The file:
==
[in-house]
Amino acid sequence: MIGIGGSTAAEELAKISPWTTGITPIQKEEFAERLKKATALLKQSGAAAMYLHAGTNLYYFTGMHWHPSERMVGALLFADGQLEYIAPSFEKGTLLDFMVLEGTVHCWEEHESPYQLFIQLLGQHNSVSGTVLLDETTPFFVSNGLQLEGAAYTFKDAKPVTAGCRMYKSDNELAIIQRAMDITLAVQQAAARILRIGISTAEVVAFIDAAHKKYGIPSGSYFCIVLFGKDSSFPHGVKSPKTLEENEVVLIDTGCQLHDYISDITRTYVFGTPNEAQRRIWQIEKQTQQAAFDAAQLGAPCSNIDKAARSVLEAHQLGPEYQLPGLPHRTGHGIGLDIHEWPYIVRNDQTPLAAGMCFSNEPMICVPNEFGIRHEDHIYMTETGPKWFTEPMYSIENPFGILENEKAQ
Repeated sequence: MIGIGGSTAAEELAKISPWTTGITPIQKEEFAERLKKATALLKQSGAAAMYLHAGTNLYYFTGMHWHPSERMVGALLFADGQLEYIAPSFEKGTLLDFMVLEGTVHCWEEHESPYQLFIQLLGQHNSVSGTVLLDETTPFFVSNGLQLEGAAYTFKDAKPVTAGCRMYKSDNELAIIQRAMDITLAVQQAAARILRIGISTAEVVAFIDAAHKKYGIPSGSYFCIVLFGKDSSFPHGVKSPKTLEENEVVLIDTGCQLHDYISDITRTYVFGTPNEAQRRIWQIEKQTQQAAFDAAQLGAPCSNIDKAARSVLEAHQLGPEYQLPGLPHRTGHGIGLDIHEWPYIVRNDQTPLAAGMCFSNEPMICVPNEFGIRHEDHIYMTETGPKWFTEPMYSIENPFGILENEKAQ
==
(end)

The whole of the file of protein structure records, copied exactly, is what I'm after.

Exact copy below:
[in-house]
Amino acid sequence: MIGIGGSTAAEELAKISPWTTGITPIQKEEFAERLKKATALLKQSGAAAMYLHAGTNLYYFTGMHWHPSERMVGALLFADGQLEYIAPSFEKGTLLDFMVLEGTVHCWEEHESPYQLFIQLLGQHNSVSGTVLLDETTPFFVSNGLQLEGAAYTFKDAKPVTAGCRMYKSDNELAIIQRAMDITLAVQQAAARILRIGISTAEVVAFIDAAHKKYGIPSGSYFCIVLFGKDSSFPHGVKSPKTLEENEVVLIDTGCQLHDYISDITRTYVFGTPNEAQRRIWQIEKQTQQAAFDAAQLGAPCSNIDKAARSVLEAHQLGPEYQLPGLPHRTGHGIGLDIHEWPYIVRNDQTPLAAGMCFSNEPMICVPNEFGIRHEDHIYMTETGPKWFTEPMYSIENPFGILENEKAQ
Repeated sequence: MIGIGGSTAAEELAKISPWTTGITPIQKEEFAERLKKATALLKQSGAAAMYLHAGTNLYYFTGMHWHPSERMVGALLFADGQLEYIAPSFEKGTLLDFMVLEGTVHCWEEHESPYQLFIQLLGQHNSVSGTVLLDETTPFFVSNGLQLEGAAYTFKDAKPVTAGCRMYKSDNELAIIQRAMDITLAVQQAAARILRIGISTAEVVAFIDAAHKKYGIPSGSYFCIVLFGKDSSFPHGVKSPKTLEENEVVLIDTGCQLHDYISDITRTYVFGTPNEAQRRIWQIEKQTQQAAFDAAQLGAPCSNIDKAARSVLEAHQLGPEYQLPGLPHRTGHGIGLDIHEWPYIVRNDQTPLAAGMCFSNEPMICVPNEFGIRHEDHIYMTETGPKWFTEPMYSIENPFGILENEKAQ